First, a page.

Sam Wilson heads to Goodwood to see if he can handle the track.
Goodwood has become something of a fixture in my calendar as I find myself attending both the Festival of Speed and Goodwood Revival on an annual basis.
When I was offered the chance to head on track for a Performance Track experience, I jumped at the chance. I don’t consider myself to be a petrolhead, but the chance to put my foot down in cars worth more than double my salary was one I didn’t want to miss.
Upon arrival to the track, which felt eerily quiet compared to the big event days, the group was made comfortable and given a short briefing about the activities we’d be undertaking and the history of the track.
First up for the day was the skid pan which involved driving a Mini Cooper on an area that is heavily watered and greased to allow the vehicle to be thrown around, slipping and sliding whichever way you choose or, as the case was for some, didn’t choose.
I was one of the last to go which meant I had the benefit of seeing everyone else before me, learning from any mistakes they made to execute a handbrake turn and a J-turn (in which you reverse at speed then flick the car around 180° to pull away again smoothly) with a reasonable amount of grace.
After a welcome spot of lunch it was time for the real meat of the day; the track. Three sessions of 20 minutes on track with the other half of the group taking their turn in between and each driver had their own individual instructor alongside them throughout.
I found myself with a very experienced ex-racer called Paul who made every instruction seem a natural and easy move and certainly helped me feel more confident to really attack the track.
The fleet of cars available was largely BMW, all of which had a top speed of 155mph, plus a racing Mini. The jewel in the crown is the BMW i8; a hybrid sports car that is worth over £100k.
For my first go I took the BMW M6 and, after my instructor did a lap so I could see what I’d be tackling, I got behind the wheel.
The power and acceleration of this beast was a world away from my Ford Fiesta that I drive down the A27 every day. My instructor barked instructions and I followed them; It was an effective method.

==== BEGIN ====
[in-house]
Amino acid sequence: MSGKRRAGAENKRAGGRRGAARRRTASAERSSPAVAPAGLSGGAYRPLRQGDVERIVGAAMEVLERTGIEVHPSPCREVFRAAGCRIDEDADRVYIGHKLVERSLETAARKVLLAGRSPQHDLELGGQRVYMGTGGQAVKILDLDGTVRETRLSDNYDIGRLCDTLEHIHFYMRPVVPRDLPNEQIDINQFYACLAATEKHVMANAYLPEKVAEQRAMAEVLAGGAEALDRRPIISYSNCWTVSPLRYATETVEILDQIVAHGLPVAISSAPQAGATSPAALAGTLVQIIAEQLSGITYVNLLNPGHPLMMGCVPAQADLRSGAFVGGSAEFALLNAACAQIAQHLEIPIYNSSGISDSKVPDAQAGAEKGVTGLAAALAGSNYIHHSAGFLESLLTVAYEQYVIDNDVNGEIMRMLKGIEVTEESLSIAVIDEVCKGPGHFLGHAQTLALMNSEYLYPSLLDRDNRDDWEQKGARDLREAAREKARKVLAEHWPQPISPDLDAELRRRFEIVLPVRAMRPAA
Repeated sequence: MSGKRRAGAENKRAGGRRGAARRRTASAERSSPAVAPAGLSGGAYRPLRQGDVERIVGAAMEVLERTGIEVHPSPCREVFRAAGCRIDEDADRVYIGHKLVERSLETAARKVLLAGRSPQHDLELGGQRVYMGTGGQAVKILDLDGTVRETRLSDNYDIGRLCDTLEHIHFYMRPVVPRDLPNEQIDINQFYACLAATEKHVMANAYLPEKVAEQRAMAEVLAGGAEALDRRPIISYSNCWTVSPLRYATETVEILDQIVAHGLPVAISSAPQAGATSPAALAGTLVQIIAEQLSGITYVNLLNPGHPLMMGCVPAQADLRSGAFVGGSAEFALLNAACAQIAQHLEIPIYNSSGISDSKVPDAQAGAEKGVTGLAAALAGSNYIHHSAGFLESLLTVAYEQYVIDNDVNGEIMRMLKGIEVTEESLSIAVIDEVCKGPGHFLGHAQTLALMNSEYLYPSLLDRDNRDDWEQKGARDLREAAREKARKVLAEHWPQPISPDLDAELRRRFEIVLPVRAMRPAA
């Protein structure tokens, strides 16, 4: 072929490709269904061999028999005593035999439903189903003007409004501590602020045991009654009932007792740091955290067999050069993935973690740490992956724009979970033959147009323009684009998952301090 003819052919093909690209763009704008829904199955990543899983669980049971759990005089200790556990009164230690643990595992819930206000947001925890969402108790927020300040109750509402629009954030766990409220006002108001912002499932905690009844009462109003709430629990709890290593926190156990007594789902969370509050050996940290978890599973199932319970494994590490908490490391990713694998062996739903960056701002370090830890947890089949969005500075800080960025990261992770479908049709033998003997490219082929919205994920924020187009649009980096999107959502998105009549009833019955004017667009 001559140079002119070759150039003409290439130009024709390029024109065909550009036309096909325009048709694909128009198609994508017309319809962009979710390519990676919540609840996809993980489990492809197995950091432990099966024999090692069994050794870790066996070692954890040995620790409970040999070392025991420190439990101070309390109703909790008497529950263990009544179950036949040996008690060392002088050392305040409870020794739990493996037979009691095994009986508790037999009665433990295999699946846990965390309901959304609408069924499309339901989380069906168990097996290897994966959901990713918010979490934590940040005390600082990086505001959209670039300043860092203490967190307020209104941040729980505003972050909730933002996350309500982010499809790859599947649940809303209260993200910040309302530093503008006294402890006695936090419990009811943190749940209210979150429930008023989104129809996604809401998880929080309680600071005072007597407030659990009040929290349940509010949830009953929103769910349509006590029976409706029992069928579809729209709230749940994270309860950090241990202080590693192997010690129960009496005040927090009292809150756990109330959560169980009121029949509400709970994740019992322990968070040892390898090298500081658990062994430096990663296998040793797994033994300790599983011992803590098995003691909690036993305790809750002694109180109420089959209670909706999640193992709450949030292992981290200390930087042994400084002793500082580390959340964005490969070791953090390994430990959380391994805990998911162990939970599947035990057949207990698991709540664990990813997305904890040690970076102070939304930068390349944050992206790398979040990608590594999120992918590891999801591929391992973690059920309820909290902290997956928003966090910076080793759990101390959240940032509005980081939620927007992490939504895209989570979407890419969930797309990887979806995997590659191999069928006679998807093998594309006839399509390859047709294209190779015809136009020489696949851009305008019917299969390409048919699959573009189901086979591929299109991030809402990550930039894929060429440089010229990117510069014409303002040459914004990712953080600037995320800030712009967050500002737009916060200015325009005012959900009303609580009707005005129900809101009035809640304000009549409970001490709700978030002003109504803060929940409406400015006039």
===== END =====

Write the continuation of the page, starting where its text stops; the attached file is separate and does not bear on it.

In the downtime between sessions I declined the opportunity for a free massage, tea and a cookie or to go back in the skid pan. I was in the zone and concentrating on the track.
I’m naturally quite a competitive person and so wanted to do the best I could. There was no timing of the laps so my competitive urges had to be satisfied another way.
For the second session I went for the Mini. What it lacks in horsepower - 136hp versus the M6’s 575hp - it makes up for with its low centre of gravity and low weight.
It felt quite different to drive but I was able to really get stuck in to the corners and that seemed to make up for the lower top speed. Before I knew it the session was over and I had lapped everybody in this feisty little car. That was my ‘win’ as far I was concerned.
Another downtime and I was ready for my final run on the track. This time I was only interested in pushing myself as hard as I could and, on the home straight, I hit 120mph.
I felt my performance had been quite impressive until, to end the day, the instructors took us around the track in a way they saw fit. Suddenly my successes felt much more moderate as we hurtled through a corner I’d taken at 80mph and noticed the speedometer said 110mph. I’ve got a long way to go before I claim motor racing glory.
Afterwards David Brise, chief instructor, said: “What we like to do here is offer a really nice experience to a few people on a day rather than a fairly normal average experience to many. Small numbers, high quality.
“It’s a different experience, much more personal and one-to-one. I think people go away feeling special. I hope so, that’s the aim.”
“We try and underpromise and over-deliver so that when people arrive they get more than they thought. That for me is what sets Goodwood apart.”
As I drove home, conscious not to accidentally speed on the A27, I had to agree with David. I’d certainly had more fun than I had ever expected.
This feature will be in the February edition of etc Magazine